July 15: Revive Us Again. Psalm 85
In Psalm 85, those who are languishing in the faith, struggling with sin, or overwhelmed by life, will find hope. The hope found here is rooted in a God who is faithful to restore and revive his people to a deep and profound joy in their salvation. All God's people face periods of struggle and trial in their Christian faith. But the psalmist gives us words to pray that God would restore us so that we might rejoice in him. It is to God that we turn for help in renewing spiritual vitality and health to this people that we might again enjoy the peace that we have with God, the salvation which is near at hand, and lives marked by righteousness. Consider your own spiritual health: do you desire a greater delight in God and a clearer view of Jesus? Let us seek God in prayer so that he will speak peace to us.
“Dear fellow secular Americans, I know that you are concerned about the “Religious Right” and their influence in America. You are worried that they possess too much power, and that if they are successful, they will make America into some kind of neo-theocratic state in which religious beliefs stymie the advance of personal moral freedoms in areas such as abortion, religious pluralism, and the normalization of homosexuality in the culture. But fear not, for on the basis of my studies, I have found that while evangelicals claim to believe in absolute truth and an authoritative Bible which governs all of life, they do not live like they say they believe. They say they believe the Bible is the Word of God, but somehow, strangely, the Bible always says what satisfies their personal psychological and emotional needs. They say they worship an awesome God, but their deity is not one to be feared, because He is pretty much nonjudgmental, always quick to point out your good qualities, and will take whatever He can get in terms of your commitment to Him.”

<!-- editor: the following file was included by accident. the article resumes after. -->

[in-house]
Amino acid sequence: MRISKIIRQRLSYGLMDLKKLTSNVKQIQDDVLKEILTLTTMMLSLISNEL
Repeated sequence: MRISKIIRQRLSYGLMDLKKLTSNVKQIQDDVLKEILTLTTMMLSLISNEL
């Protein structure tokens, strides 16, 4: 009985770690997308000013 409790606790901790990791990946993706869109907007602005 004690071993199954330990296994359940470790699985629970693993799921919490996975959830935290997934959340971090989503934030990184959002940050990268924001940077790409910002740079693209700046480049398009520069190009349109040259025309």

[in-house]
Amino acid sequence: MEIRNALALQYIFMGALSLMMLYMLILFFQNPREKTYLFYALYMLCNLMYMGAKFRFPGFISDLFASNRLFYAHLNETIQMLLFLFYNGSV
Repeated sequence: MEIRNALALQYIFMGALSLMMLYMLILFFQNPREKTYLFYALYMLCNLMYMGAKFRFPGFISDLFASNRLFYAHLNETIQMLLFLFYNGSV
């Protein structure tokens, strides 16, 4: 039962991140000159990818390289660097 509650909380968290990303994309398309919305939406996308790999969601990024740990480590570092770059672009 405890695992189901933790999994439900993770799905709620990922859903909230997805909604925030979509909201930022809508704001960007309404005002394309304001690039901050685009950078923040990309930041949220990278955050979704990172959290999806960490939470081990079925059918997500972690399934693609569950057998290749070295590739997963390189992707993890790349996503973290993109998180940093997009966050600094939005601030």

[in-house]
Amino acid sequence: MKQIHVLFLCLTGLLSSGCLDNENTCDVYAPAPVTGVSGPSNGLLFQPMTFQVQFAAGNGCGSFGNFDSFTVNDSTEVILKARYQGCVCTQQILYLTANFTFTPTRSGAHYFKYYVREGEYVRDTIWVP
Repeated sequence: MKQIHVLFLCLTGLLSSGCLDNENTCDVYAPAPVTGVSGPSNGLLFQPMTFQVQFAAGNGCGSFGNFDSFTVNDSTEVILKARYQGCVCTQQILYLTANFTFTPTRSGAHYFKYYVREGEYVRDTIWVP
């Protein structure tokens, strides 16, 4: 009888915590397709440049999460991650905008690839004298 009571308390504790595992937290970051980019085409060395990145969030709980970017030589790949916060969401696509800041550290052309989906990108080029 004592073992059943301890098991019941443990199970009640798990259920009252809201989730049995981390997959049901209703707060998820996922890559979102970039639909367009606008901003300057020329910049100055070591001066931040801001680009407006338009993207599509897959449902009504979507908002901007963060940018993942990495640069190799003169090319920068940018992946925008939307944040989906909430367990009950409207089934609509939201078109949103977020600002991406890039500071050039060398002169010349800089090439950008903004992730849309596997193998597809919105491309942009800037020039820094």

“In every aspect of the religious life, American faith has met American culture–and American culture has triumphed. Whether or not the faithful ever were a people apart, they are so no longer; . . . Talk of hell, damnation, and even sin has been replaced by a nonjudgmental language of understanding and empathy. . . . far from living in a world elsewhere, the faithful in the United States are remarkably like everyone else.”
“A true sense of the divine excellency of the things revealed in the Word of God.” One of the effects of this encounter will be a delight in the glory of God. The convert “does not merely rationally believe that God is glorious, but he has a sense of the gloriousness of God in his heart...there is a sense of the loveliness of God’s holiness.”
“How do seasons of revival come? One set of answers comes from Charles Finney, who turned revivals into a "science." Finney insisted that any group could have a revival any time or place, as long as they applied the right methods in the right way. Finney's distortions, I think, led to much of the weakness in modern evangelicalism today, as has been well argued by Michael Horton over the years. Especially under Finney's influence, revivalism undermined the more traditional way of doing Christian formation. That traditional way of Christian growth was gradual – whole family catechetical instruction – and church-centric. Revivalism under Finney, however, shifted the emphasis to seasons of crisis. Preaching became less oriented to long-term teaching and more directed to stirring up the affections of the heart toward decision. Not surprisingly, these emphases demoted the importance of the church in general and of careful, sound doctrine and put all the weight on an individual's personal, subjective experience. And this is one of the reasons (though not the only reason) that we have the highly individualistic, consumerist evangelicalism of today.”
Speak to your own spiritual vitality - are you growing in delight over God's grace, or are you languishing in the Christian faith?
Give specific examples of how God has moved with mercy in your life in the past? Do his past mercies engender greater confidence that he will complete his work in you? Why or why not?
If you were to measure your own spiritual growth by the amount of prayer you engage in, what would you conclude?
What are the fruits in the life of a Christian that indicate that God has revived the soul?
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